Antarctic science: Professor Brownlee joins the Antarctic Ocean Acidification cruise

Director of the MBA Colin Brownlee joins the UK Ocean Acidification Research Programme cruise on the James Clark Ross in the Southern Ocean this week. The UK Ocean Acidification Research Programme (UKOARP) is looking at planktonic and microbial ecosystems in high latitudes, particularly in the context of ocean acidification. Scientists on the cruise will be examining the effects of increasing Carbon dioxide (CO2) on marine ecosystems.

CO2 forms a weak acid when it dissolves in seawater and as atmospheric CO2 concentrations increase, an increasing amount dissolves in the oceans. Now, after millions of years of steady conditions, the oceans are becoming more acidic. Scientists estimate that if we continue to emit CO2 at the same rate as we are today, by 2100 the average surface ocean pH (the measure of acidity/alkalinity) will have fallen from 8.1 to around 7.8.

In the laboratory, scientists can control conditions to observe the effects on organisms of changing acidity and CO2 levels. However, there are limitations to such studies.

On board the James Clark Ross, Professor Brownlee will be looking at how changes in the carbonate chemistry of the ocean affect phytoplankton species. These tiny organisms have an enormous influence on marine food chains and supply around half of the oxygen in our atmosphere. He will be taking samples of live phytoplankton and examining the response of populations to different levels of pH. Using genetic tools, he aims to identify any emerging adaptations in phytoplankton populations that would otherwise be invisible.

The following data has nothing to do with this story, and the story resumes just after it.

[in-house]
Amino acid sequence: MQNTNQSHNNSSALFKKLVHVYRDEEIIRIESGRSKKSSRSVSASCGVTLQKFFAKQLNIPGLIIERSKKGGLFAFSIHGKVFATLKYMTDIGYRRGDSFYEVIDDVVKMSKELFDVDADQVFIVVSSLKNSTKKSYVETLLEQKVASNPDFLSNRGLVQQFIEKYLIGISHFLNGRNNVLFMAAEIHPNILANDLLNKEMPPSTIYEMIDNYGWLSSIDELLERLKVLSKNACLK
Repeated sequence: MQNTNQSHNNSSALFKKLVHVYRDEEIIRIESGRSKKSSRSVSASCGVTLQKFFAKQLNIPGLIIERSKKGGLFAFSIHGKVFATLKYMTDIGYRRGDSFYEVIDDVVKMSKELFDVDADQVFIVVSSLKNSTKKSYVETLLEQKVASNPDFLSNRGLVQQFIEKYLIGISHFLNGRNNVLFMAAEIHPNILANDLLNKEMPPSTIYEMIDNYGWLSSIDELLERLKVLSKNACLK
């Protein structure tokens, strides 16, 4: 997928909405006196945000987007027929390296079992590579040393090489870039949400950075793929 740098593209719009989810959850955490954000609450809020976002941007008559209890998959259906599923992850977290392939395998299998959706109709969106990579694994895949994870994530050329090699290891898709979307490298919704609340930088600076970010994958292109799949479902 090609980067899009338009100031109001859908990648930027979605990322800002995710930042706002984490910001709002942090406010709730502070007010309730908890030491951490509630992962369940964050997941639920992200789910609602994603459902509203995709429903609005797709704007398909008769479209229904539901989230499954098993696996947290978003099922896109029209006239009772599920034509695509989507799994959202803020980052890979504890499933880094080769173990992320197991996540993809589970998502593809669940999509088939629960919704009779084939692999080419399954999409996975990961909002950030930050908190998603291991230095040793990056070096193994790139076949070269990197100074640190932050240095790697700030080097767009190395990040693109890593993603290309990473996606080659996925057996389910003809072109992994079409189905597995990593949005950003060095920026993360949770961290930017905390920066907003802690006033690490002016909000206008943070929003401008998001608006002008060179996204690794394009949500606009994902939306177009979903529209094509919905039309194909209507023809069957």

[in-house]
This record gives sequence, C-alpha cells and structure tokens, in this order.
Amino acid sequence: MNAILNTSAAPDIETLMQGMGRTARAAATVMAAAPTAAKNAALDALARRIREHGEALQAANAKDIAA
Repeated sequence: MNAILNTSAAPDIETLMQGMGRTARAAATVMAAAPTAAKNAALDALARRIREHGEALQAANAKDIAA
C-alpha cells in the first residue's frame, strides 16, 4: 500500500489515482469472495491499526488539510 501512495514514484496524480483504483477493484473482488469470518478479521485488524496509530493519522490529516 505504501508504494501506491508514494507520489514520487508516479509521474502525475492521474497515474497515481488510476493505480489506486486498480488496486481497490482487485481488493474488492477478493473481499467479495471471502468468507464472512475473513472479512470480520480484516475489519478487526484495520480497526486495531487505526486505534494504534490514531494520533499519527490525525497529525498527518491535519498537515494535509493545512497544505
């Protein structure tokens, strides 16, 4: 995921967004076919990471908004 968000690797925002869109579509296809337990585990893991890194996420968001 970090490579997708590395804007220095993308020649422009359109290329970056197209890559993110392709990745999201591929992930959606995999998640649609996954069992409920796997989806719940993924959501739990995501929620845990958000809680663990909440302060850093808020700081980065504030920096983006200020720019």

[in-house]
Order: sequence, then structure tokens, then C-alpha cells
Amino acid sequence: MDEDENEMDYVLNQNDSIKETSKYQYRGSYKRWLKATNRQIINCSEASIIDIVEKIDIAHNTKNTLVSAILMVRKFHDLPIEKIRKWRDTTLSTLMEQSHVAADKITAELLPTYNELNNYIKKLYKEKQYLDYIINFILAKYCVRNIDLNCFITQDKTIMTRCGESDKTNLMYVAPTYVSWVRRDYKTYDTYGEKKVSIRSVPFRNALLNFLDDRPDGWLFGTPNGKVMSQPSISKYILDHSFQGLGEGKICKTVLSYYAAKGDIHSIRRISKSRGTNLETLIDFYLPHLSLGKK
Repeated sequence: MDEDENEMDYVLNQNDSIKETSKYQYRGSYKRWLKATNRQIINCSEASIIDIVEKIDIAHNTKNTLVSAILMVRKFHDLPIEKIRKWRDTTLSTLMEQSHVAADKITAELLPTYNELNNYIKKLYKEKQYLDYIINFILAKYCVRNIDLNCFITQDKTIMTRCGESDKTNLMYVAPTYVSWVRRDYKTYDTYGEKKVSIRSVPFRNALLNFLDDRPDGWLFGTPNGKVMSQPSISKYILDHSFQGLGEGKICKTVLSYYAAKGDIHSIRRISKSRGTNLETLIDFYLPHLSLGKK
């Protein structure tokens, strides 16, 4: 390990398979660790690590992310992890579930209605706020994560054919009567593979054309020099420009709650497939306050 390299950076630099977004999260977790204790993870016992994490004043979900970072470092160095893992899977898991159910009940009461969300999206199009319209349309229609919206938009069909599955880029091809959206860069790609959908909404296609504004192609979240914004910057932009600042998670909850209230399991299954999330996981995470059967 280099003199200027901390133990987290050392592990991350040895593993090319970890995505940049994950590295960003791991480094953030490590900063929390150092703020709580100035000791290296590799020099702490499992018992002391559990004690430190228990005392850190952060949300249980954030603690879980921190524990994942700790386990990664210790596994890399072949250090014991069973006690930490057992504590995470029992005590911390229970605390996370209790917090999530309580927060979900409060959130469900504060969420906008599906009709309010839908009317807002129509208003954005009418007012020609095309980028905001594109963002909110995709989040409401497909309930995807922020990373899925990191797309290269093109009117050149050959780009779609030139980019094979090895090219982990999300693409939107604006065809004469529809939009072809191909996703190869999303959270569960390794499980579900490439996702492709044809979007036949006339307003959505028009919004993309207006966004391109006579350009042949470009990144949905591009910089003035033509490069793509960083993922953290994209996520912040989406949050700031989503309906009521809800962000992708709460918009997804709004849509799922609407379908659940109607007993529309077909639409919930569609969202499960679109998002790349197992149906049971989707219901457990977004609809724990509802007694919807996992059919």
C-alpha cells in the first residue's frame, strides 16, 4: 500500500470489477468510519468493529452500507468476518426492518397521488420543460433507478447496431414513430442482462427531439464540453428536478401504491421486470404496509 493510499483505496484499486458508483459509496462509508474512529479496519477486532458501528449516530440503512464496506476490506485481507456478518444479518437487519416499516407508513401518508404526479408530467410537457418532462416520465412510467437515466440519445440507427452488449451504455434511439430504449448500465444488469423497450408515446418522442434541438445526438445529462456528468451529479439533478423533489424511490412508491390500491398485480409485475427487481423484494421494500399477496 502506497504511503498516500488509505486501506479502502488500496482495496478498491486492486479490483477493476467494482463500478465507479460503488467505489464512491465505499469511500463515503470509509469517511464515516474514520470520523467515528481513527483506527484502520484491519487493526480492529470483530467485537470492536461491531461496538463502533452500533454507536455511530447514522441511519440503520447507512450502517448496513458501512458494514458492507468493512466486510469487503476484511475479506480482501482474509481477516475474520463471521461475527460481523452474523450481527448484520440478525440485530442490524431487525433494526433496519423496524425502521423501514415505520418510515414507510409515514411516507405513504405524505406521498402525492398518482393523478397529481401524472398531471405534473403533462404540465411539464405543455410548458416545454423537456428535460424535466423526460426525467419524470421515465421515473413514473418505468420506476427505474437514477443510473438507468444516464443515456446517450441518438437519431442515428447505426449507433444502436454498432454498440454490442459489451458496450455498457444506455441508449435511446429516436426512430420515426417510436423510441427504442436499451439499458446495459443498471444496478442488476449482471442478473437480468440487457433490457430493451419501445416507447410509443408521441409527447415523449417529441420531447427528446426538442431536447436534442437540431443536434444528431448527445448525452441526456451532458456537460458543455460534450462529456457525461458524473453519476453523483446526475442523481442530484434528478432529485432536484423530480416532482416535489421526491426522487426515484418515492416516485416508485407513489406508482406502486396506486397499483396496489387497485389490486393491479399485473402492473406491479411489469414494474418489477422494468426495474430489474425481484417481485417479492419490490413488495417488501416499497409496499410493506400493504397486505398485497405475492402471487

This cruise will further our understanding of how the tiniest but most important marine organisms of the polar regions will cope with environmental change.

Read more about Professor Brownlee’s research.

The research is part of the UK Ocean Acidification Research Programme (UKOA). funded by the Natural Environment Research Council (NERC), the Department of Environment, Food and Rural Affairs (Defra) and the Department of Energy and Climate Change (DECC).

Marine Biological Association, 7 January 2013. Press release.


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